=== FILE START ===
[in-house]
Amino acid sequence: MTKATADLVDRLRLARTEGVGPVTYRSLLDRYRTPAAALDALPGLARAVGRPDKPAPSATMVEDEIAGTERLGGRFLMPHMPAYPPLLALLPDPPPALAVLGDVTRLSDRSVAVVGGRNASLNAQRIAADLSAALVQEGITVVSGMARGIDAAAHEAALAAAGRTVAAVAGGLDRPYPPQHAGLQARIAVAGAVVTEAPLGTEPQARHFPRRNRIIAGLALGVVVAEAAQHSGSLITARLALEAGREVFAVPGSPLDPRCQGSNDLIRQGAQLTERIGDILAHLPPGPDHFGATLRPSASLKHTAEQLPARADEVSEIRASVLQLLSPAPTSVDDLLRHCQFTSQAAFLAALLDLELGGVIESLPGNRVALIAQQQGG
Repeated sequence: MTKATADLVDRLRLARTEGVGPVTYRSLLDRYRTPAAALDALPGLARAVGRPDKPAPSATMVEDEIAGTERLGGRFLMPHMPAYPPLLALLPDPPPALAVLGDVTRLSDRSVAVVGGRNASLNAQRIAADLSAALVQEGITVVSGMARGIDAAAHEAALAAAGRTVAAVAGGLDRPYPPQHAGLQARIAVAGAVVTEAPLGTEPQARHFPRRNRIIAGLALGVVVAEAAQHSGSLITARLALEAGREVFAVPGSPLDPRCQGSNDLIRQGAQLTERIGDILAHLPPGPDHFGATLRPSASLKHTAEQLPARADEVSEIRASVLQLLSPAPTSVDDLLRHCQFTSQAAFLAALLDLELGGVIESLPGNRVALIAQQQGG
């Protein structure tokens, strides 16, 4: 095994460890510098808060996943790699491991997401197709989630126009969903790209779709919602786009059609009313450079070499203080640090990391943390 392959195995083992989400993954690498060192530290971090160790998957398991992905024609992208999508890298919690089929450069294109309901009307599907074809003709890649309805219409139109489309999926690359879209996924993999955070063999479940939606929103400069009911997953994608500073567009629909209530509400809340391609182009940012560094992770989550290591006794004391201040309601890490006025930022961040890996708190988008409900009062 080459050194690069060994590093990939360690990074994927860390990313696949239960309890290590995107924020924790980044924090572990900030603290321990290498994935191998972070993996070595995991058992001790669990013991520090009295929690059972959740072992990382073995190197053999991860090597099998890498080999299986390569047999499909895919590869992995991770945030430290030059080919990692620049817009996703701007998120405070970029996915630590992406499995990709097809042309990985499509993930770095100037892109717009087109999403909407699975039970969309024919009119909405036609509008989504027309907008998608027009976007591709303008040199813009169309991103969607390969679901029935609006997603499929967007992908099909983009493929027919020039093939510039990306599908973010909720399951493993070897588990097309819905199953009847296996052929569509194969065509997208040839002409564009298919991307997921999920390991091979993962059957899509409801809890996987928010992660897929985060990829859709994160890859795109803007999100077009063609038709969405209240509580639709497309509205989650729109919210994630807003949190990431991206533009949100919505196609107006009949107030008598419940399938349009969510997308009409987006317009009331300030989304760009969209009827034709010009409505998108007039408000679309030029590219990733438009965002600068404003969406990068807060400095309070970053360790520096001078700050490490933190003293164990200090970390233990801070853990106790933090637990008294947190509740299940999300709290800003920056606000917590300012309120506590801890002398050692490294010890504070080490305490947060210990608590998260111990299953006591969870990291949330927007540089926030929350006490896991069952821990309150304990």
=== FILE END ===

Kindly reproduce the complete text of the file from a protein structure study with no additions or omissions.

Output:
[in-house]
Amino acid sequence: MTKATADLVDRLRLARTEGVGPVTYRSLLDRYRTPAAALDALPGLARAVGRPDKPAPSATMVEDEIAGTERLGGRFLMPHMPAYPPLLALLPDPPPALAVLGDVTRLSDRSVAVVGGRNASLNAQRIAADLSAALVQEGITVVSGMARGIDAAAHEAALAAAGRTVAAVAGGLDRPYPPQHAGLQARIAVAGAVVTEAPLGTEPQARHFPRRNRIIAGLALGVVVAEAAQHSGSLITARLALEAGREVFAVPGSPLDPRCQGSNDLIRQGAQLTERIGDILAHLPPGPDHFGATLRPSASLKHTAEQLPARADEVSEIRASVLQLLSPAPTSVDDLLRHCQFTSQAAFLAALLDLELGGVIESLPGNRVALIAQQQGG
Repeated sequence: MTKATADLVDRLRLARTEGVGPVTYRSLLDRYRTPAAALDALPGLARAVGRPDKPAPSATMVEDEIAGTERLGGRFLMPHMPAYPPLLALLPDPPPALAVLGDVTRLSDRSVAVVGGRNASLNAQRIAADLSAALVQEGITVVSGMARGIDAAAHEAALAAAGRTVAAVAGGLDRPYPPQHAGLQARIAVAGAVVTEAPLGTEPQARHFPRRNRIIAGLALGVVVAEAAQHSGSLITARLALEAGREVFAVPGSPLDPRCQGSNDLIRQGAQLTERIGDILAHLPPGPDHFGATLRPSASLKHTAEQLPARADEVSEIRASVLQLLSPAPTSVDDLLRHCQFTSQAAFLAALLDLELGGVIESLPGNRVALIAQQQGG
């Protein structure tokens, strides 16, 4: 095994460890510098808060996943790699491991997401197709989630126009969903790209779709919602786009059609009313450079070499203080640090990391943390 392959195995083992989400993954690498060192530290971090160790998957398991992905024609992208999508890298919690089929450069294109309901009307599907074809003709890649309805219409139109489309999926690359879209996924993999955070063999479940939606929103400069009911997953994608500073567009629909209530509400809340391609182009940012560094992770989550290591006794004391201040309601890490006025930022961040890996708190988008409900009062 080459050194690069060994590093990939360690990074994927860390990313696949239960309890290590995107924020924790980044924090572990900030603290321990290498994935191998972070993996070595995991058992001790669990013991520090009295929690059972959740072992990382073995190197053999991860090597099998890498080999299986390569047999499909895919590869992995991770945030430290030059080919990692620049817009996703701007998120405070970029996915630590992406499995990709097809042309990985499509993930770095100037892109717009087109999403909407699975039970969309024919009119909405036609509008989504027309907008998608027009976007591709303008040199813009169309991103969607390969679901029935609006997603499929967007992908099909983009493929027919020039093939510039990306599908973010909720399951493993070897588990097309819905199953009847296996052929569509194969065509997208040839002409564009298919991307997921999920390991091979993962059957899509409801809890996987928010992660897929985060990829859709994160890859795109803007999100077009063609038709969405209240509580639709497309509205989650729109919210994630807003949190990431991206533009949100919505196609107006009949107030008598419940399938349009969510997308009409987006317009009331300030989304760009969209009827034709010009409505998108007039408000679309030029590219990733438009965002600068404003969406990068807060400095309070970053360790520096001078700050490490933190003293164990200090970390233990801070853990106790933090637990008294947190509740299940999300709290800003920056606000917590300012309120506590801890002398050692490294010890504070080490305490947060210990608590998260111990299953006591969870990291949330927007540089926030929350006490896991069952821990309150304990």